PUB

Syntax

PUB <subject> [reply-to] <#bytes>\r\n[payload]\r\n

where:

  • subject: The destination subject to publish to
  • reply-to: The reply inbox subject that subscribers can use to send a response back to the publisher/requestor
  • #bytes: The payload size in bytes
  • payload: The message payload data

Description

The PUB message publishes the message payload to the given subject name, optionally supplying a reply subject, to another server. If a reply subject is supplied, it will be delivered to eligible subscribers along with the supplied payload. Note that the payload itself is optional. To omit the payload, set the payload size to 0.

Example

To publish the string message payload “Hello NATS!” to subject FOO:

PUB FOO 11\r\nHello NATS!\r\n

To publish a request message “Knock Knock” to subject FRONT.DOOR with reply subject INBOX.22:

PUB FRONT.DOOR INBOX.22 11\r\nKnock Knock\r\n

To publish an empty message to subject NOTIFY:

PUB NOTIFY 0\r\n\r\n

SUB

Syntax

Basic Subscription: SUB <subject> RSID:<ssid>:<sid>\r\n

Queue Subscription: SUB <subject> <queue> QRSID:<ssid:<sid>\r\n

where:

  • subject: The subject name to subscribe to
  • queue: If specified, the subscriber will join this queue group
  • ssid: A unique alphanumeric subscription ID representing the server’s internal subscription
  • sid: A unique alphanumeric subscription ID representing the client’s subscription.

Description

SUB initiates a subscription to a subject, optionally joining a distributed queue group.

Example

To subscribe to the subject FOO with the local unique subject identifier of 1, and the connection-unique subject identifier (sid) 1:

SUB FOO RSID:1:1\r\n

To subscribe the current connection to the subject BAR as part of distribution queue group G1 with local sid of 14, and a client sid 44:

SUB BAR G1 QRSID:14:44\r\n

UNSUB

Syntax

Basic Subscription: UNSUB <sid> RSID:<ssid>:<sid> [max_msgs]\r\n

Queue Subscription: UNSUB <sid> QRSID:<ssid>:<sid> [max_msgs]\r\n

where:

  • sid: The unique alphanumeric subscription ID of the subject to unsubscribe from
  • max_msgs: Number of messages to wait for before automatically unsubscribing
  • ssid: A unique alphanumeric subscription ID representing the server’s internal subscription
  • sid: A unique alphanumeric subscription ID representing the client’s subscription.

Description

UNSUB unsubcribes the connection from the specified subject, or auto-unsubscribes after the specified number of messages has been received. It is sent by a server when one of it’s clients unsubscribes.

Example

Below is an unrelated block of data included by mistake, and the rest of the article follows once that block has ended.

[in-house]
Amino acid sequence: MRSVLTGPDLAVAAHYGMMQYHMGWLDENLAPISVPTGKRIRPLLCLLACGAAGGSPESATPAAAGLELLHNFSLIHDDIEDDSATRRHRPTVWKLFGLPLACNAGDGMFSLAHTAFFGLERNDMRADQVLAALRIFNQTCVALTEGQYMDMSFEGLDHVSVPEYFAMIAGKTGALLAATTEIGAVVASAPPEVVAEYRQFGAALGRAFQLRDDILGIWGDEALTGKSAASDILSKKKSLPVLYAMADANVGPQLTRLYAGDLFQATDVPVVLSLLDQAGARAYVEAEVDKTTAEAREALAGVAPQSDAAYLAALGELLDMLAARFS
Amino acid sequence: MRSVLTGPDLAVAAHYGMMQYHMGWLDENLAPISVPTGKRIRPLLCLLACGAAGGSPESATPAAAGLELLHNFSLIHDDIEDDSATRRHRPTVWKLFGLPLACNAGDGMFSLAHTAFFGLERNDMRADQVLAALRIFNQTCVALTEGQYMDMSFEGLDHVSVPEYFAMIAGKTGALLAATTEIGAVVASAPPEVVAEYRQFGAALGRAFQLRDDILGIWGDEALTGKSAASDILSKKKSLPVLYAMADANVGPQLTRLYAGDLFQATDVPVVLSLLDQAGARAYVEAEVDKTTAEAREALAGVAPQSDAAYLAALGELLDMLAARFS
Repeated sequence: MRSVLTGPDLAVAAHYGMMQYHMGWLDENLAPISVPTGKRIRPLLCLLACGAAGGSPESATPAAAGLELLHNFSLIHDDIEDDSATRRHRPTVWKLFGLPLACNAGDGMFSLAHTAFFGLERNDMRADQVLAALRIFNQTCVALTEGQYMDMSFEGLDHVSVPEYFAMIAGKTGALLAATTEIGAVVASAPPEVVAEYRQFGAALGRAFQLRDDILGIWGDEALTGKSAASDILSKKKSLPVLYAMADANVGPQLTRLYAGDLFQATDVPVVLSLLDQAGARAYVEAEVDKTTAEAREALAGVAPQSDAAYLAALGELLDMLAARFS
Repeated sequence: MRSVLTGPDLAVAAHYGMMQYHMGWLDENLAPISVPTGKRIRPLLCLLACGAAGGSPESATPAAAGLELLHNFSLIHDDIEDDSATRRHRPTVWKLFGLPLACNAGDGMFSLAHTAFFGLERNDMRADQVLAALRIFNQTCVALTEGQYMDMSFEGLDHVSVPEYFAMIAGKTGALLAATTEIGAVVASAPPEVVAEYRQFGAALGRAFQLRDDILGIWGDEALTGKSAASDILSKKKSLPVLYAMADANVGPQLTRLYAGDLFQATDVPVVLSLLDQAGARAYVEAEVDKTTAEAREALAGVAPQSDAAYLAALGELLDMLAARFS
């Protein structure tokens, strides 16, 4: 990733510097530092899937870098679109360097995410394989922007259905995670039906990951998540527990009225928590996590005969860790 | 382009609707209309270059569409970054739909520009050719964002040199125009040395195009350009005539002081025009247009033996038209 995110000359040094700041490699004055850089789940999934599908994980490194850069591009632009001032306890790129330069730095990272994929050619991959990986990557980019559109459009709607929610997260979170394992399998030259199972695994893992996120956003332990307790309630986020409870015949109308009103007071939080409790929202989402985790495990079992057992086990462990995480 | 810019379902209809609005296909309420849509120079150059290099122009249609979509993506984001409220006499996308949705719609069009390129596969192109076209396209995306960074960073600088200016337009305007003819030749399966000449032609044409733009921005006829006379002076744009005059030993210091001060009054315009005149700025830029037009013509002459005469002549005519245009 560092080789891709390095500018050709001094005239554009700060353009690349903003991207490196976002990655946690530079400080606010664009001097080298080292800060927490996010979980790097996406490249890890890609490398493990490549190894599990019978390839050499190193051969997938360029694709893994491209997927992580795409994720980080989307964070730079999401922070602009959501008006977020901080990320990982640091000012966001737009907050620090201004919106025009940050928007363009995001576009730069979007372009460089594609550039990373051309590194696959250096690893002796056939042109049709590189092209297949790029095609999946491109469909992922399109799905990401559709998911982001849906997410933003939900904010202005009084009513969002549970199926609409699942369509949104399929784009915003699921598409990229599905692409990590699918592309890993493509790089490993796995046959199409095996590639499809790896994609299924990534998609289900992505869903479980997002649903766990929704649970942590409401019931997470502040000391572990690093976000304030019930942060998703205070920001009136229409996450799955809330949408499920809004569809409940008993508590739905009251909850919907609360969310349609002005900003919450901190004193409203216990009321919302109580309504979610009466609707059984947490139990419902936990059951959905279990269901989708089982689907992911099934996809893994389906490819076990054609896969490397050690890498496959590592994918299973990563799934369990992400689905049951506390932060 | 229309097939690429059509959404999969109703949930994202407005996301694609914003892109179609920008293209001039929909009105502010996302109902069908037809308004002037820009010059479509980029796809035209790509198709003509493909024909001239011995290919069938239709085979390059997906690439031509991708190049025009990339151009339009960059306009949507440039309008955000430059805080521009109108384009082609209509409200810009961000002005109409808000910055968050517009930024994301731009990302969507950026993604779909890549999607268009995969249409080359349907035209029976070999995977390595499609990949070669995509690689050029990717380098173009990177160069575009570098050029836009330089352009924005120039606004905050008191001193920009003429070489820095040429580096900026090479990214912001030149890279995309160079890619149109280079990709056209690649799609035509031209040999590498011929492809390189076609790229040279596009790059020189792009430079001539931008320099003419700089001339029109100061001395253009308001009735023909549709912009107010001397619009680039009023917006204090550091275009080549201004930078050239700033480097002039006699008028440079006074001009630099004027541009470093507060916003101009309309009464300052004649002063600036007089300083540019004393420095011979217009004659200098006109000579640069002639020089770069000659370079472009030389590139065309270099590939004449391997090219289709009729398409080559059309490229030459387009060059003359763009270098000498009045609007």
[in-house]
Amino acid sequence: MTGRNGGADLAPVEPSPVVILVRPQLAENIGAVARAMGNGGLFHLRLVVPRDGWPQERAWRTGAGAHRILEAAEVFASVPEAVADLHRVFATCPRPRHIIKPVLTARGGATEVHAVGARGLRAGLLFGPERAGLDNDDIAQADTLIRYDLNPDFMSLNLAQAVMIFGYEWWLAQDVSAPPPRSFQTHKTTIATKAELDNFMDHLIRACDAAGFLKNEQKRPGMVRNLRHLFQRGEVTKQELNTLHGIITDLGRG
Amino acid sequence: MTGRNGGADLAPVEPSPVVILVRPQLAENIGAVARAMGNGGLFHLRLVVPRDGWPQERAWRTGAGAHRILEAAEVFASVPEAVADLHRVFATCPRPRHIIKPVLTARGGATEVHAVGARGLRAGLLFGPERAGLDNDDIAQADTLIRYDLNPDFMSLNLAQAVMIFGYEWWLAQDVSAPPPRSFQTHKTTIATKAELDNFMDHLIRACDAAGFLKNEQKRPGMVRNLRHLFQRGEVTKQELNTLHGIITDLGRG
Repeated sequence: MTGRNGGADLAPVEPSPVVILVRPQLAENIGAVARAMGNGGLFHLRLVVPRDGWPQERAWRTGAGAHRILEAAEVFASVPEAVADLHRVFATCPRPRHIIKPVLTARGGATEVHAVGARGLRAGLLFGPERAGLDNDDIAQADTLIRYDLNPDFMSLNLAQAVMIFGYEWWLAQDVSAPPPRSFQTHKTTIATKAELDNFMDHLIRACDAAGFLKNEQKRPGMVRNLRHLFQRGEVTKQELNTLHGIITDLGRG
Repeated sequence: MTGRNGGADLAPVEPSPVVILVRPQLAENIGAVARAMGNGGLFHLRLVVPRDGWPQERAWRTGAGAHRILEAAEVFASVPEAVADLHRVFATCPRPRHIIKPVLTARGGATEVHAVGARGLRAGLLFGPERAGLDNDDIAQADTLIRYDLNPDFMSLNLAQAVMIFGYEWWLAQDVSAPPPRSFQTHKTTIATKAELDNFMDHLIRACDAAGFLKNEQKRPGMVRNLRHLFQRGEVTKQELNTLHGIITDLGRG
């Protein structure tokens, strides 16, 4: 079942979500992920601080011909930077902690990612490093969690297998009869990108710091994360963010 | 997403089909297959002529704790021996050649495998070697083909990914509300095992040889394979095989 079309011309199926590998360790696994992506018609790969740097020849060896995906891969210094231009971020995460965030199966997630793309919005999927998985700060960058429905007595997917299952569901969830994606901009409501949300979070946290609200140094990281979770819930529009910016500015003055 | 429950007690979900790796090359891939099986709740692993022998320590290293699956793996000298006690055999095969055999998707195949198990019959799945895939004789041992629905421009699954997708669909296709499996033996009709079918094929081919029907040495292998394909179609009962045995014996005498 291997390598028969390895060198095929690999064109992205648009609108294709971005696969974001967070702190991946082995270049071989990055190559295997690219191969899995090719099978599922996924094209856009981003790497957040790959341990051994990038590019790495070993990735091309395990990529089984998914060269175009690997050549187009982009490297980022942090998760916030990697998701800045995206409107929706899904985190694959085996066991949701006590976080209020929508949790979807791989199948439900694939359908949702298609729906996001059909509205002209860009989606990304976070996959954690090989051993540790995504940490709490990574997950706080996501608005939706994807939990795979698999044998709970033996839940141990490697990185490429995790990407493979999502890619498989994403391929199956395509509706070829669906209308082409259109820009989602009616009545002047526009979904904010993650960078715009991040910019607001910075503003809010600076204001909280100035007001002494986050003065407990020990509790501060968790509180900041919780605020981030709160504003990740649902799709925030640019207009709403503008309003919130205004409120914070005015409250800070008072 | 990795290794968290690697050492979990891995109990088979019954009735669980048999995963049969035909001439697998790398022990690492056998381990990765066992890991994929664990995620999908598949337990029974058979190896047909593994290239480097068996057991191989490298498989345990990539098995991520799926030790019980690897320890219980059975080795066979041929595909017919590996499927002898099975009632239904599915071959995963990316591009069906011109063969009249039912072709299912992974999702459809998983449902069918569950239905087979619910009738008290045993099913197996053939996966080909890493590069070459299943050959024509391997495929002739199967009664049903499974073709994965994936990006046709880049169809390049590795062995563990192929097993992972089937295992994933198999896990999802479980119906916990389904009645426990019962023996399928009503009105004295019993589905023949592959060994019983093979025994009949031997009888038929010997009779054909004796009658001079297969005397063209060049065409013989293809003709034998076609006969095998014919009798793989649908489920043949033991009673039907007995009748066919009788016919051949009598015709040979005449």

The following examples concern subject FOO which has been assigned an internal subscriber id of 5, and a client sid of 1. To unsubscribe from FOO:

UNSUB RSID:5:1\r\n

To auto-unsubscribe from FOO after 5 messages have been received:

UNSUB RSID:1:1 5\r\n

MSG

Syntax

MSG <subject> <sid> [reply-to] <#bytes>\r\n[payload]\r\n

where:

  • subject: Subject name this message was received on
  • sid: The unique alphanumeric subscription ID of the subject
  • reply-to: The inbox subject on which the publisher is listening for responses
  • #bytes: Size of the payload in bytes
  • payload: The message payload data

Description

The MSG protocol message delivers a message from another server.

Example

The following message delivers a message from subject FOO.BAR:

MSG FOO.BAR 9 11\r\nHello World\r\n

Deliver the same message along with a reply inbox:

MSG FOO.BAR 9 INBOX.34 11\r\nHello World\r\n

PING/PONG

Description

PING and PONG implement a simple keep-alive mechanism between servers. Once two servers establish a connection with each other, the NATS server will continuously send PING messages to other servers at a configurable interval. If another server fails to respond with a PONG message within the configured response interval, the server will terminate its connection. If your connection stays idle for too long, it is cut off.

If the another server sends a ping request, a server will reply with a pong message to notify the other server that it is still present.

+OK/ERR

Syntax

+OK

-ERR <error message>

When the verbose connection option is set to true (the default value), the server acknowledges each well-formed protocol message with a +OK message. NATS servers set the verbose option to false using the CONNECT message

The -ERR message is used by the server indicate a protocol, authorization, or other runtime connection error to another server. Most of these errors result in the server closing the connection.

Handling of these errors usually has to be done asynchronously.

Protocol error messages which close the connection:

  • -ERR 'Unknown Protocol Operation': Unknown protocol error
  • -ERR 'Authorization Violation': Server failed to authenticate to another server with credentials specified in the CONNECT message.
  • -ERR 'Authorization Timeout': Server took too long to authenticate to another server after establishing a connection (default 1 second)
  • -ERR 'Parser Error': Cannot parse the protocol message sent by another server
  • -ERR 'Stale Connection': PING/PONG interval expired.
  • -ERR 'Slow Consumer': The other server’s pending data size for the route connection has been exceeded. The default limit is time based, where data cannot be flushed within a two second write deadline.
  • -ERR 'Maximum Payload Exceeded': Server attempted to publish a message with a payload size that exceeds the max_payload size configured on another server.

Protocol error messages which do not close the connection:

  • -ERR 'Invalid Subject': Server sent a malformed subject (e.g. sub foo. 90)